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When introducing a lost spiritual practice or sadhana such as the Bodhi Tree meditation, it may be helpful to first show a textual basis that could justify the practice. Examining the texts that follow brings up a question. Since the "watches of the night" were so essential to the Buddha's enlightenment, why are similar practices not part of contemporary Buddhist traditions?
The terma tradition of Tibetan Buddhism allows for continuing revelation. It often emphasizes new teachings. But in this case, we will be looking at older teachings which have been lost over time and are being written again.
The first of the lost sadhanas presented at this site is called the Bodhi Tree practice, and it is based on the stages of meditation of the historical Buddha as he sat in contemplation beneath the Bodhi Tree at Bodh Gaya, in Bihar, India. It emphasizes the importance of the stages of the Buddha's enlightenment, and it contributes to a fuller understanding of the development of Buddhism.
This is described in the Pali Canon or Tripitaka (in Sanskrit, Tripitaka), the earliest collection of sacred texts of Theravada Buddhism, which was written in the Pali language. It was organized at the First Buddhist Council in the fifth century BCE, several months after the Buddha's death (though modern scholars debate exactly which parts were added at which dates). It is believed by Theravada Buddhists to have the direct words of the historical buddha. We can see a description of his initial insight, sometimes called the first watch of the night, in a section of the Pali Canon called the Apannaka Sutta (MN 60):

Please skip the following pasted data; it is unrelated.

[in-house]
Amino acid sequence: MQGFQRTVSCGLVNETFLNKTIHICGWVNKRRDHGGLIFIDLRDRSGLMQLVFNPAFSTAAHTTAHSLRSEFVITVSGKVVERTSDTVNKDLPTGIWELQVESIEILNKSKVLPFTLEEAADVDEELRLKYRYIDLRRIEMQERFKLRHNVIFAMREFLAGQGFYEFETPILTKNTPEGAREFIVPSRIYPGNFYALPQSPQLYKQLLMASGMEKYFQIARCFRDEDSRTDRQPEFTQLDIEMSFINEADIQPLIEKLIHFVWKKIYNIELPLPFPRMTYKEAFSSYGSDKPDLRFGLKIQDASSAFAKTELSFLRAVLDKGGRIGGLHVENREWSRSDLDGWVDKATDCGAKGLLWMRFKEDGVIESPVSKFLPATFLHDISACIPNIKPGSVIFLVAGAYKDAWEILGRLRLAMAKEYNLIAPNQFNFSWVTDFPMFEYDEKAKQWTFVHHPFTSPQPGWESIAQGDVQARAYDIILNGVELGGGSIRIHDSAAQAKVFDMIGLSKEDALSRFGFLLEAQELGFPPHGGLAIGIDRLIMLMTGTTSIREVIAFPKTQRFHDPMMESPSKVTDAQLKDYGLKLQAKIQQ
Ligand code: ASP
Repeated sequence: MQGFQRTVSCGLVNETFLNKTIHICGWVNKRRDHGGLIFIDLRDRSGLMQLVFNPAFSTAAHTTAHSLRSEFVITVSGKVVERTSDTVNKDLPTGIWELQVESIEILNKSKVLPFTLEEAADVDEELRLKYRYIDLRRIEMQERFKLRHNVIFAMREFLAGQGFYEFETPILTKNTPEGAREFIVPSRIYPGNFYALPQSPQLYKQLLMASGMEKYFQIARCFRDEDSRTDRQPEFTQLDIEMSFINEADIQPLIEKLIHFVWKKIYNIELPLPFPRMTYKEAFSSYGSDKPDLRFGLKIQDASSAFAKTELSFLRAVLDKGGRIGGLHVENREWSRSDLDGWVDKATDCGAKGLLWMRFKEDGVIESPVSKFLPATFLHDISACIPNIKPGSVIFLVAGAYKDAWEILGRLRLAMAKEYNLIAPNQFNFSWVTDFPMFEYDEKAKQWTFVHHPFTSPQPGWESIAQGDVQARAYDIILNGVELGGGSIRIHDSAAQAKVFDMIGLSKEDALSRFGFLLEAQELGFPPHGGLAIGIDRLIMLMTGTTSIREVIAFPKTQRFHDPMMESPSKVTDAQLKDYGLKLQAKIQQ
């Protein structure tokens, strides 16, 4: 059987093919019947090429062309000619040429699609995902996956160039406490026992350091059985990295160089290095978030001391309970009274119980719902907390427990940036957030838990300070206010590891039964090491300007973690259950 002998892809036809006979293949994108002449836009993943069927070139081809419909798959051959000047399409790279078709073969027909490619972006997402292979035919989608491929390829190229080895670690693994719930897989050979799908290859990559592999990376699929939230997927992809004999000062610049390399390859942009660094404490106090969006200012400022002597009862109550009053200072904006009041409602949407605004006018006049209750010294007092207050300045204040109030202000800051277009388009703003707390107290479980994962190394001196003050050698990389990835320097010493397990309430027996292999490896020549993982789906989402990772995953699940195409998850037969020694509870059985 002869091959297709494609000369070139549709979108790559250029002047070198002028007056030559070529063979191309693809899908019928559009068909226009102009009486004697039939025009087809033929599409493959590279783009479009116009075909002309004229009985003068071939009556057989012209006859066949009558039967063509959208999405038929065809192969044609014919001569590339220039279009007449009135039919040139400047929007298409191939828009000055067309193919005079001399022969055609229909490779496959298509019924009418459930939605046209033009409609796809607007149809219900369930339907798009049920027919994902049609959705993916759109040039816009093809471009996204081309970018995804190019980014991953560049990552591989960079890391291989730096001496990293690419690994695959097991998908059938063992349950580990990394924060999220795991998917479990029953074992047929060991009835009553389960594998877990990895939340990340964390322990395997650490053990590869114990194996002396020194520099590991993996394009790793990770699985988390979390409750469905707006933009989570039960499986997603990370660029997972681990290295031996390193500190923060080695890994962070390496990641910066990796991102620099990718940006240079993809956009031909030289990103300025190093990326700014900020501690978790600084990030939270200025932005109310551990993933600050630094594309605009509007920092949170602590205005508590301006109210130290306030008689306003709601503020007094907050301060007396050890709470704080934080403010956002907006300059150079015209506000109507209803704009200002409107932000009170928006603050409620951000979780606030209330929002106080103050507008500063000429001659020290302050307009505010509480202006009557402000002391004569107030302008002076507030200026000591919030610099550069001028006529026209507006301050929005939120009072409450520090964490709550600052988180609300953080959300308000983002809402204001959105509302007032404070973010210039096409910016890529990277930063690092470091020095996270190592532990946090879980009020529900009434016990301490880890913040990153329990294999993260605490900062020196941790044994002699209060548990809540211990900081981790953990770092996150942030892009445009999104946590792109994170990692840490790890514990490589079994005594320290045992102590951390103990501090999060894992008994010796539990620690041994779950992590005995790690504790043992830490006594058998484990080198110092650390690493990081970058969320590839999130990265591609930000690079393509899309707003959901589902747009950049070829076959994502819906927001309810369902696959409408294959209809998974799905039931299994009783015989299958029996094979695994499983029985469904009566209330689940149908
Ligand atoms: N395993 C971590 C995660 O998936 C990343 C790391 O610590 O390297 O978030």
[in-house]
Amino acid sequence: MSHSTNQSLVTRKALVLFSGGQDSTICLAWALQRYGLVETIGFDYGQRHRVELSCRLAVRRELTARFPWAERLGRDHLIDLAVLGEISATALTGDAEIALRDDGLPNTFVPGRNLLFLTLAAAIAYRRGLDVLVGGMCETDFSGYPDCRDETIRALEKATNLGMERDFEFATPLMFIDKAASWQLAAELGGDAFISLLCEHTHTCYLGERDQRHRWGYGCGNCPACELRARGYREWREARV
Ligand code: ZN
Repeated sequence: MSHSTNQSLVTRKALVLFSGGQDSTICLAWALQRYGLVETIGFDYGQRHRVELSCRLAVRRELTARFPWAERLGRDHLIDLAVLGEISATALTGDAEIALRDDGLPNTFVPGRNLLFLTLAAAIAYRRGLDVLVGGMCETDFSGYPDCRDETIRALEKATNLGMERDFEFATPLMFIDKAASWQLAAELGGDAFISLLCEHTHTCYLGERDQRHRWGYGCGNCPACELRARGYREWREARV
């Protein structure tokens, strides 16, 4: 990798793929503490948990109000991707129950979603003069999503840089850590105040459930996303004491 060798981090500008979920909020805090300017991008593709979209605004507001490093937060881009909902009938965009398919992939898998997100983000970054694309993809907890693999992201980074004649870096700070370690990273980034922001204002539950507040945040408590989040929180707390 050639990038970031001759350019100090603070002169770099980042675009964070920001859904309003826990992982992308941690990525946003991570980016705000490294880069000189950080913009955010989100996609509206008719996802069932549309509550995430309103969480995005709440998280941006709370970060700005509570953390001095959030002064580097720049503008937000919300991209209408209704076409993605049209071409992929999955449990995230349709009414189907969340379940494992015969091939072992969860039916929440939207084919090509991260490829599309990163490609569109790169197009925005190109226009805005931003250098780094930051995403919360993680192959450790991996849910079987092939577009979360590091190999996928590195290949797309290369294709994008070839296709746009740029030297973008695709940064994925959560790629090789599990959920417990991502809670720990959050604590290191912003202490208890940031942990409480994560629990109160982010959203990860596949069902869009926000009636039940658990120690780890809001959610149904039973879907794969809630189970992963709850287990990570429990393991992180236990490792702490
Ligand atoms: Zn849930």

With his mind thus concentrated, purified, and bright, unblemished, free from defects, pliant, malleable, steady, and attained to imperturbability, he directs and inclines it to knowledge of the recollection of past lives (lit: previous homes). He recollects his manifold past lives, i.e., one birth, two births, three births, four, five, ten, twenty, thirty, forty, fifty, one hundred, one thousand, one hundred thousand, many aeons of cosmic contraction, many aeons of cosmic expansion, many aeons of cosmic contraction and expansion, [recollecting], 'There I had such a name, belonged to such a clan, had such an appearance. Such was my food, such my experience of pleasure and pain, such the end of my life. Passing away from that state, I re-arose there. There too I had such a name, belonged to such a clan, had such an appearance. Such was my food, such my experience of pleasure and pain, such the end of my life. Passing away from that state, I re-arose here.' Thus he recollects his manifold past lives in their modes and details.While today most Buddhists understand this to be a historical or legendary description of the Buddha's experiences, unique to him, in the Bodhi Tree Meditation it is a model for initiates to imitate and practice. The Pali Canon also contains the Longer Discourse with Saccaka, in which the Buddha describes his experiences in the first three periods or watches of the night:
See online reference: "The Three Knowledges" : Buddhism (reddit.com)
When my mind had immersed in samadhi like this - purified, bright, flawless, rid of corruptions, pliable, workable, steady, and imperturbable, I extended it toward recollection of past lives. I recollected my many kinds of past lives, with features and details.
This was the first knowledge, which I achieved in the first watch of the night. Ignorance was destroyed and knowledge arose; darkness was destroyed and light arose, as happens for a meditator who is diligent, keen, and resolute. But even such pleasant feeling did not occupy my mind.
When my mind had immersed in samadhi like this - purified, bright, flawless, rid of corruptions, pliable, workable, steady, and imperturbable, I extended it toward knowledge of the death and rebirth of sentient beings. With clairvoyance that is purified and superhuman, I saw sentient beings passing away and being reborn - inferior and superior, beautiful and ugly, in a good place or a bad place. I understood how sentient beings are reborn according to their deeds.